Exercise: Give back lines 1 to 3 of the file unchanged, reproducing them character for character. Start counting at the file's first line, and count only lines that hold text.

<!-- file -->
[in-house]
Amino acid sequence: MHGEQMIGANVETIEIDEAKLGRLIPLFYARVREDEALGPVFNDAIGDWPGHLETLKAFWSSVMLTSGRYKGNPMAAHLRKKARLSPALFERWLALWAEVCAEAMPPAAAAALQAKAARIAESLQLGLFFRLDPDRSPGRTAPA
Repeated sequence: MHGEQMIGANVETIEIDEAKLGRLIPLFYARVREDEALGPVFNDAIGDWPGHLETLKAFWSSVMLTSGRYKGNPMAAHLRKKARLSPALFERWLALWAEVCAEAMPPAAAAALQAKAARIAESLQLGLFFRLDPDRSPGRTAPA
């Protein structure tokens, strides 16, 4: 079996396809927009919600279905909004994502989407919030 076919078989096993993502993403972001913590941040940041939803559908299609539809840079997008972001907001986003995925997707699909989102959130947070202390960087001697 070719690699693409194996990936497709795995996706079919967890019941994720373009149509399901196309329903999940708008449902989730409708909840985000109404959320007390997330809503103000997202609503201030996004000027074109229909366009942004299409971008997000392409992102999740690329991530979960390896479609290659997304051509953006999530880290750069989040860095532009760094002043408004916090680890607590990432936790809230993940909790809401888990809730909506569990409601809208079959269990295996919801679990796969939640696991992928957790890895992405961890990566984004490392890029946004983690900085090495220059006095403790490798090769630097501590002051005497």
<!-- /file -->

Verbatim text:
[in-house]
Amino acid sequence: MHGEQMIGANVETIEIDEAKLGRLIPLFYARVREDEALGPVFNDAIGDWPGHLETLKAFWSSVMLTSGRYKGNPMAAHLRKKARLSPALFERWLALWAEVCAEAMPPAAAAALQAKAARIAESLQLGLFFRLDPDRSPGRTAPA
Repeated sequence: MHGEQMIGANVETIEIDEAKLGRLIPLFYARVREDEALGPVFNDAIGDWPGHLETLKAFWSSVMLTSGRYKGNPMAAHLRKKARLSPALFERWLALWAEVCAEAMPPAAAAALQAKAARIAESLQLGLFFRLDPDRSPGRTAPA